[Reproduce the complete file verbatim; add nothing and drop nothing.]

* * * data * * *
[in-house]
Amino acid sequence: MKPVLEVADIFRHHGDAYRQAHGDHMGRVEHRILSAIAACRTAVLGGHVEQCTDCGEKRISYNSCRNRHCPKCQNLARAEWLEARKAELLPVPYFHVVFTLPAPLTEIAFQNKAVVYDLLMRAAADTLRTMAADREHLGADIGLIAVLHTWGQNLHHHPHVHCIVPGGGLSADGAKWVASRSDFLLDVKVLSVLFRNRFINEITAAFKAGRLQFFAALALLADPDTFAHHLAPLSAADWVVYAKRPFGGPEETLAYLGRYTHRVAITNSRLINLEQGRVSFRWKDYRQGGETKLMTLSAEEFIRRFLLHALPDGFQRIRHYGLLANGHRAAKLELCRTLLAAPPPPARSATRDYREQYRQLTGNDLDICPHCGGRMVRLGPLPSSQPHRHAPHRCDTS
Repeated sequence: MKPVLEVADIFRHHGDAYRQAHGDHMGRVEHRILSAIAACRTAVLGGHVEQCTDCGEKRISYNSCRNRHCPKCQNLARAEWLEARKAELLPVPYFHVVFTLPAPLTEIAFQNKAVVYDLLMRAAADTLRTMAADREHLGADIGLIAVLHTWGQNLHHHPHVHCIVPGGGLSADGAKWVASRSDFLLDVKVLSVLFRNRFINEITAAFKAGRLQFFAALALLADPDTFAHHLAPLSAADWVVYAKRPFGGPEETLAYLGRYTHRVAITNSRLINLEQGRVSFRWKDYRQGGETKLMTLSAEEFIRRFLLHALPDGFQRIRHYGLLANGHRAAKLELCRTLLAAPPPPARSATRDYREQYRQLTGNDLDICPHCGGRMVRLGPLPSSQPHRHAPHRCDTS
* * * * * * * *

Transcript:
[in-house]
Amino acid sequence: MKPVLEVADIFRHHGDAYRQAHGDHMGRVEHRILSAIAACRTAVLGGHVEQCTDCGEKRISYNSCRNRHCPKCQNLARAEWLEARKAELLPVPYFHVVFTLPAPLTEIAFQNKAVVYDLLMRAAADTLRTMAADREHLGADIGLIAVLHTWGQNLHHHPHVHCIVPGGGLSADGAKWVASRSDFLLDVKVLSVLFRNRFINEITAAFKAGRLQFFAALALLADPDTFAHHLAPLSAADWVVYAKRPFGGPEETLAYLGRYTHRVAITNSRLINLEQGRVSFRWKDYRQGGETKLMTLSAEEFIRRFLLHALPDGFQRIRHYGLLANGHRAAKLELCRTLLAAPPPPARSATRDYREQYRQLTGNDLDICPHCGGRMVRLGPLPSSQPHRHAPHRCDTS
Repeated sequence: MKPVLEVADIFRHHGDAYRQAHGDHMGRVEHRILSAIAACRTAVLGGHVEQCTDCGEKRISYNSCRNRHCPKCQNLARAEWLEARKAELLPVPYFHVVFTLPAPLTEIAFQNKAVVYDLLMRAAADTLRTMAADREHLGADIGLIAVLHTWGQNLHHHPHVHCIVPGGGLSADGAKWVASRSDFLLDVKVLSVLFRNRFINEITAAFKAGRLQFFAALALLADPDTFAHHLAPLSAADWVVYAKRPFGGPEETLAYLGRYTHRVAITNSRLINLEQGRVSFRWKDYRQGGETKLMTLSAEEFIRRFLLHALPDGFQRIRHYGLLANGHRAAKLELCRTLLAAPPPPARSATRDYREQYRQLTGNDLDICPHCGGRMVRLGPLPSSQPHRHAPHRCDTS